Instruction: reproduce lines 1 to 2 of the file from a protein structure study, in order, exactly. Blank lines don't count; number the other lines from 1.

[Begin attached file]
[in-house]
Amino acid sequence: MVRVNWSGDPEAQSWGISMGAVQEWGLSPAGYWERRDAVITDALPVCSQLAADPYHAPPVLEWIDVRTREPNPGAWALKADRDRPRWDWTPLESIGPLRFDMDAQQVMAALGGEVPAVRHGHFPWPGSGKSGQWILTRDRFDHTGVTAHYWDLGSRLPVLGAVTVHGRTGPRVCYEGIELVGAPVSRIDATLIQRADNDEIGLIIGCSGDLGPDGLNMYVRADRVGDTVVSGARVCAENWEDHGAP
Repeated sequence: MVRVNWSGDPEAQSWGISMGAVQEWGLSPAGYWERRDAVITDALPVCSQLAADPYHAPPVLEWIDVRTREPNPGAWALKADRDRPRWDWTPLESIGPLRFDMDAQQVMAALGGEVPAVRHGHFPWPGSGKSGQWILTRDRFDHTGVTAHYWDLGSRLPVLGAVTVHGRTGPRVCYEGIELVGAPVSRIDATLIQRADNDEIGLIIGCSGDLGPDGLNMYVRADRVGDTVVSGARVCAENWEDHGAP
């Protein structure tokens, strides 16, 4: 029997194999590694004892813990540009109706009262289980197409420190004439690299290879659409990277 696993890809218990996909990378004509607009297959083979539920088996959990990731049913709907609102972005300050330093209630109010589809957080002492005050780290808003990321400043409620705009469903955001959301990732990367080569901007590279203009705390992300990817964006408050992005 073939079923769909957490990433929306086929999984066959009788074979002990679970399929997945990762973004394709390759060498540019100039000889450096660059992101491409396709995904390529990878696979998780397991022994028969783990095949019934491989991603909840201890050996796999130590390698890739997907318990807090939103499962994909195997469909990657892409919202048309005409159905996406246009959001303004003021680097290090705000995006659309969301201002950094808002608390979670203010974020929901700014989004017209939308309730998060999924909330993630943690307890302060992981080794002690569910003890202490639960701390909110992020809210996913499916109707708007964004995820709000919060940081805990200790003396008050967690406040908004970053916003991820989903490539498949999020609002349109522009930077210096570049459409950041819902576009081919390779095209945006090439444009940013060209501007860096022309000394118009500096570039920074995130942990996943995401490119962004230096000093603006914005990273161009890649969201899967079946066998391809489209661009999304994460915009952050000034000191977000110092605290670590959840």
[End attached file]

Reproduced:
[in-house]
Amino acid sequence: MVRVNWSGDPEAQSWGISMGAVQEWGLSPAGYWERRDAVITDALPVCSQLAADPYHAPPVLEWIDVRTREPNPGAWALKADRDRPRWDWTPLESIGPLRFDMDAQQVMAALGGEVPAVRHGHFPWPGSGKSGQWILTRDRFDHTGVTAHYWDLGSRLPVLGAVTVHGRTGPRVCYEGIELVGAPVSRIDATLIQRADNDEIGLIIGCSGDLGPDGLNMYVRADRVGDTVVSGARVCAENWEDHGAP